“The Board is also greatly concerned that the Ministry has deliberately breached the law as it proceeded to resile from the Contract without seeking the requisite approval from the Board…The Ministry is cautioned from deliberately contravening the Act and is advised to rectify the error by reinstating the contract and follow due process if it wishes to invoke its rights to terminate the contract. The Ministry should note that the Board is mandated by Section 27 of the PPAD Act to ensure that all procuring entities comply fully with all the provisions of the Act.” The PPADB copied its correspondence to the Auditor General and the Permanent Secretary to the President “for their information and appropriate action.”
EBINENG REMAINS DEFIANT
However in a response letter dated 28th February 2018, Ebineng remained defiant and informed the PPADB “…on the above understanding, and considering the exigencies of the matter as well as our responsibilities as a procuring entity to manage the contractual issues and consequences thereto, we confirm the termination of contract with Bothakga Burrow Botswana (Pty) ltd, with effect on 16 February 2018.” Ebineng stated confidently that “we believe that the notice to terminate cannot be requested where the Contract is terminated at the convenience of the Employer.”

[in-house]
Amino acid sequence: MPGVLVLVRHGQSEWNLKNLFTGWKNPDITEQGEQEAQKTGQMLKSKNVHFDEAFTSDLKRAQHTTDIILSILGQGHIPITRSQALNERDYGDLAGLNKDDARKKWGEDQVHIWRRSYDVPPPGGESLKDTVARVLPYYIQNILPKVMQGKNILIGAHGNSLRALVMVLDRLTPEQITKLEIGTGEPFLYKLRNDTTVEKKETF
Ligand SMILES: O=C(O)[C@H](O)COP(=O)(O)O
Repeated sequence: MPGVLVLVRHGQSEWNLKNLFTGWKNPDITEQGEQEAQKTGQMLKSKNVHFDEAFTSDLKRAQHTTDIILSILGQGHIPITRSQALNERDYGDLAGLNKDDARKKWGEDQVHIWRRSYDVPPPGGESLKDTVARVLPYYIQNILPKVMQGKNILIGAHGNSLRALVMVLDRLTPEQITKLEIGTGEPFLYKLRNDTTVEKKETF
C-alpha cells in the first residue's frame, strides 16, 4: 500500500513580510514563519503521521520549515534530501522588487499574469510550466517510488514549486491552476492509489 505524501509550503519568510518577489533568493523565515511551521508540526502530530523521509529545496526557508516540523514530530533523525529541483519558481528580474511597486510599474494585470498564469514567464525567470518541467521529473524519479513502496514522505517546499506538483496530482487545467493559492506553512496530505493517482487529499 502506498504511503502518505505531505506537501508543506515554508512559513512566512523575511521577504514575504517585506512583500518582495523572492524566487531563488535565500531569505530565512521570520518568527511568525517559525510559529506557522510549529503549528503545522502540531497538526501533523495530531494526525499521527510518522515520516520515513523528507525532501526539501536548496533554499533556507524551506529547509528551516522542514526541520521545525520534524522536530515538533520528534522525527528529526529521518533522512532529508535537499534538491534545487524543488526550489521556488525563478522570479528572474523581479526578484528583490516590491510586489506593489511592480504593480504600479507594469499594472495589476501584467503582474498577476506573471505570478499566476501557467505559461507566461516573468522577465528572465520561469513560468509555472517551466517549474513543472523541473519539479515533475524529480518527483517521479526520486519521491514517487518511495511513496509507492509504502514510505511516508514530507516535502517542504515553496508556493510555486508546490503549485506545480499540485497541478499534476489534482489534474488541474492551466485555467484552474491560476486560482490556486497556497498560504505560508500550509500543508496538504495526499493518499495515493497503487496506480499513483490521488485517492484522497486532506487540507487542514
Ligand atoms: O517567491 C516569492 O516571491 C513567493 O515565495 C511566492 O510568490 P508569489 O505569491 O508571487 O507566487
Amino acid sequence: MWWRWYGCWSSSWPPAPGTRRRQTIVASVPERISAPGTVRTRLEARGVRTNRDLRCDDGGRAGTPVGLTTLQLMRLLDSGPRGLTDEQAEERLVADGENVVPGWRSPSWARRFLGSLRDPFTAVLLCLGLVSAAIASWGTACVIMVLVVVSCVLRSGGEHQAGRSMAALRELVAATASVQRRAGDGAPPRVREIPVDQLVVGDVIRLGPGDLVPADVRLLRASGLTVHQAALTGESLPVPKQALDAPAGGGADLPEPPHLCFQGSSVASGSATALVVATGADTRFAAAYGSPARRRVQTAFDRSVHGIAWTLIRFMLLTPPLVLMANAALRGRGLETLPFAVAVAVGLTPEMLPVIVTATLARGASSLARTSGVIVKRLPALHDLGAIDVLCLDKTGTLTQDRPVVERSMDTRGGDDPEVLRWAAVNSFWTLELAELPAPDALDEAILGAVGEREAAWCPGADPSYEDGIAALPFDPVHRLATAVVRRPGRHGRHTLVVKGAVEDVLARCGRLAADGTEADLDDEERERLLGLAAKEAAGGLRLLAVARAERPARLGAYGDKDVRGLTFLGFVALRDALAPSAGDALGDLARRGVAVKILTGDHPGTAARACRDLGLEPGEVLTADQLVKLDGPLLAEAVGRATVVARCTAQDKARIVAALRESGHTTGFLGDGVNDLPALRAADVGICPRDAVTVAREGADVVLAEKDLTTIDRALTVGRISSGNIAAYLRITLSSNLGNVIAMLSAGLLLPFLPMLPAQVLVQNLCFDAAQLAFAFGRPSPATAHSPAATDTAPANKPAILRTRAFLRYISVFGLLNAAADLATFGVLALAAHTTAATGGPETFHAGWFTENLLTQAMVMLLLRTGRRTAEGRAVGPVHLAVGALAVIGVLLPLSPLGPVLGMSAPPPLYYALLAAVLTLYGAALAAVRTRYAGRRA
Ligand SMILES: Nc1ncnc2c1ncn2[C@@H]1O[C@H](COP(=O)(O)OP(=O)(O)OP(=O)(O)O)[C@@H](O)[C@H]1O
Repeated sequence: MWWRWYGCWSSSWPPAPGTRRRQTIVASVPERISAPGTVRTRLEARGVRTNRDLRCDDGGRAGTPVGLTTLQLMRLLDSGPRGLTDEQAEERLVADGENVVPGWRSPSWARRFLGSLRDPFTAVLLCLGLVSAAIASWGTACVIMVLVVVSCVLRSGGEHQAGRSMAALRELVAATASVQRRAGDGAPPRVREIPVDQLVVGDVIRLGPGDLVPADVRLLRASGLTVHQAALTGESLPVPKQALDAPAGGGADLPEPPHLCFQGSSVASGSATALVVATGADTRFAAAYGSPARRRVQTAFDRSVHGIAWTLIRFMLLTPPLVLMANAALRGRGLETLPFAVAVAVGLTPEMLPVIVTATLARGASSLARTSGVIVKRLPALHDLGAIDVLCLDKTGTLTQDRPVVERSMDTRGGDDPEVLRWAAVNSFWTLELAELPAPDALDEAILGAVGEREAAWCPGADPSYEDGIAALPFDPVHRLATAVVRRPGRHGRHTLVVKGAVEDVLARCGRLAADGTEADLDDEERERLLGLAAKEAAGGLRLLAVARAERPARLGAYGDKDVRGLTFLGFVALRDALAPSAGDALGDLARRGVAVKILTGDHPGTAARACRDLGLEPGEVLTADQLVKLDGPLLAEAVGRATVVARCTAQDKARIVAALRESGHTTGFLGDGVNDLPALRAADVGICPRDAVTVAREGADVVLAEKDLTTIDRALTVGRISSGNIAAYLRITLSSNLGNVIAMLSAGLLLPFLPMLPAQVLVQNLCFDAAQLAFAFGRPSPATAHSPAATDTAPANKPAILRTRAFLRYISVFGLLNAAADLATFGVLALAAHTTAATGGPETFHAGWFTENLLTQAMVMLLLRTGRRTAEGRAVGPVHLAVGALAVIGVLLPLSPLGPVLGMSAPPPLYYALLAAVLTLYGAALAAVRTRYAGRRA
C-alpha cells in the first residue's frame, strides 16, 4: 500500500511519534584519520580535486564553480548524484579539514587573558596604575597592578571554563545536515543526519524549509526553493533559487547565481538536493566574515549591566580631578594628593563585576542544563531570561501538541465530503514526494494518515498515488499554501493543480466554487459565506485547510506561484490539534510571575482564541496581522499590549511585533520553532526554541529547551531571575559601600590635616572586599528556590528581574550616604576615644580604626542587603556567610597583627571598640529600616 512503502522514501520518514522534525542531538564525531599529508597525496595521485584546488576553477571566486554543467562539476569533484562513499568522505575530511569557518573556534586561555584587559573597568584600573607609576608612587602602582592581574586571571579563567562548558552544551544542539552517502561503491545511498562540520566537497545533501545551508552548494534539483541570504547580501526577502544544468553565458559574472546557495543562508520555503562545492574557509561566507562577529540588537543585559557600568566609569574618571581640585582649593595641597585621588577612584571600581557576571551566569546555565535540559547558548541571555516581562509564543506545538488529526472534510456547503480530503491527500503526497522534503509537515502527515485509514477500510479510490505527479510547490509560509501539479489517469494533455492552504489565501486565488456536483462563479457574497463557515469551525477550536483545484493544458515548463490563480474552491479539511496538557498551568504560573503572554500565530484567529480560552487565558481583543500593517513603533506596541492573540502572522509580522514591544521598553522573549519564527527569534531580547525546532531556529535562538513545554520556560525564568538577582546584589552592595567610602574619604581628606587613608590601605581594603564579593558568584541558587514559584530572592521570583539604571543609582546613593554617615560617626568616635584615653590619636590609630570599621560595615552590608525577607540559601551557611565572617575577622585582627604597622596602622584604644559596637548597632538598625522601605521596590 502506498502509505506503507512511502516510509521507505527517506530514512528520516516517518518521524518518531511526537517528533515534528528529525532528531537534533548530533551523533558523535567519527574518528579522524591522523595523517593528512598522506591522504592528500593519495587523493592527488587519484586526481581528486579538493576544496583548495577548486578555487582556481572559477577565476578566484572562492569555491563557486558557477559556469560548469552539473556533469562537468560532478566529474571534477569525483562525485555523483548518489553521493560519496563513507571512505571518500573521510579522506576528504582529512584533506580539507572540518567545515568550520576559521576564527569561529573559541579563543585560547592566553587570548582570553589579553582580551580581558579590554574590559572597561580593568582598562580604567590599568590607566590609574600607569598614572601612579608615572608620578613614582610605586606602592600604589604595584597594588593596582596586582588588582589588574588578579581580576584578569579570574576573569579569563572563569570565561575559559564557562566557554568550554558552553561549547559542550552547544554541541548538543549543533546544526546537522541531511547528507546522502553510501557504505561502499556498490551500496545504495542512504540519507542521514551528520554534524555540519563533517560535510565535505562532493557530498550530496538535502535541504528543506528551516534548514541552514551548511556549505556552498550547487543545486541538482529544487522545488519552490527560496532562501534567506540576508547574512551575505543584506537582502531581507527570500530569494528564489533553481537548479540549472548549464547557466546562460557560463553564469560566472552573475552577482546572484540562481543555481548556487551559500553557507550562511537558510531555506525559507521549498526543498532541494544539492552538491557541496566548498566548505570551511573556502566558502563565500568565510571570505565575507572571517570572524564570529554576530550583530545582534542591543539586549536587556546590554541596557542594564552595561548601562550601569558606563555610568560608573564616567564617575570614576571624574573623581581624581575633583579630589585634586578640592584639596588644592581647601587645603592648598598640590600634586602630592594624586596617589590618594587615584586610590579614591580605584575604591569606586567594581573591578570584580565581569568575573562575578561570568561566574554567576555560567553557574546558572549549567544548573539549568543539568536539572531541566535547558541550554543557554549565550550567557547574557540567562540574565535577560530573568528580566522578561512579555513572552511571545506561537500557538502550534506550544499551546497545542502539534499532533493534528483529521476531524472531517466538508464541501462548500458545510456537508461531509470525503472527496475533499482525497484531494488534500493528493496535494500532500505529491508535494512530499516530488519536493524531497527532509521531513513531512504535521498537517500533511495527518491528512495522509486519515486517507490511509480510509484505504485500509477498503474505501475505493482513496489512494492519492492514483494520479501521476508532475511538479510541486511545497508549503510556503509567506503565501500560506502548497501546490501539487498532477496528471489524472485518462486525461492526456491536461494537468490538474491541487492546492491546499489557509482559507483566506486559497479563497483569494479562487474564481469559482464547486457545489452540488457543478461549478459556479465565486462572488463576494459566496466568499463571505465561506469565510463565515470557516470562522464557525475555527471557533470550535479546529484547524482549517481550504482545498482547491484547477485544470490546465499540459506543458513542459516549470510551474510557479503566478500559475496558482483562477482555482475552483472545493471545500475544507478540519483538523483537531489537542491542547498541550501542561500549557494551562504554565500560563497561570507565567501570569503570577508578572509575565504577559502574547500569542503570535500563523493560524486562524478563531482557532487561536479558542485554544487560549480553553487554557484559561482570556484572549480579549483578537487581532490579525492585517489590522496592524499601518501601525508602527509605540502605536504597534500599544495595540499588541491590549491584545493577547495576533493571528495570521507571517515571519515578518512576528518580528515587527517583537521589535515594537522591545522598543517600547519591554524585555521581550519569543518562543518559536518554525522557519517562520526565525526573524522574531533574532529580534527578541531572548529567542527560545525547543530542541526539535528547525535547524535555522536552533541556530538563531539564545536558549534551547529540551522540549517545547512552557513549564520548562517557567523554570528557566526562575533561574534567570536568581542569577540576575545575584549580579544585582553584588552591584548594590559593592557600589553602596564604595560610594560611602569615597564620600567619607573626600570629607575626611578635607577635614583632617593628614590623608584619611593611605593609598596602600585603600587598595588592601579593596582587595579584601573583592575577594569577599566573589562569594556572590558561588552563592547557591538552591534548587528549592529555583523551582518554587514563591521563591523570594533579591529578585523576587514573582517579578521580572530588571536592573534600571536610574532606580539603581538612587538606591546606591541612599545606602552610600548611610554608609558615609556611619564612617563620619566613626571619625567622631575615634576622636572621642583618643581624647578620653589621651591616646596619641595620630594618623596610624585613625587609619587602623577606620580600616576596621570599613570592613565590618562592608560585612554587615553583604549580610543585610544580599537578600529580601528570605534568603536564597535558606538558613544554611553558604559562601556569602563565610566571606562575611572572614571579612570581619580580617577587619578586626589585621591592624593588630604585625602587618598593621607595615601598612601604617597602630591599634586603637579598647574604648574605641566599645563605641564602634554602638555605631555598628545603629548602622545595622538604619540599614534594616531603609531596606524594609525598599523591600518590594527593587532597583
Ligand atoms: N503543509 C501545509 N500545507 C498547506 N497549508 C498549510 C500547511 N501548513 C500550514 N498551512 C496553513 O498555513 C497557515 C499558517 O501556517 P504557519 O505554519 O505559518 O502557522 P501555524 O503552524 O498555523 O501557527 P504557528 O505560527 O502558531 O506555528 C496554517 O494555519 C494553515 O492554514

He stated that in order to avert the possibility of incurring avoidable costs, which may crystalize as a result of not moving swiftly in finding a solution to the underlying problem; as well as taking into consideration the public interest, “which I had discussed extensively, with both the Contractor and the Engineer, a decision had to be made. After considering many factors it made sense to terminate one of the parties with whom we had contracted. In the circumstances we terminated Bothakga Burrow Botswana,” said Ebineng.
Botswana has made improvements on preventing and ending arbitrary deprivation of liberty, but significant challenges remain in further developing and implementing a legal framework, the UN Working Group on Arbitrary Detention said at the end of a visit recently.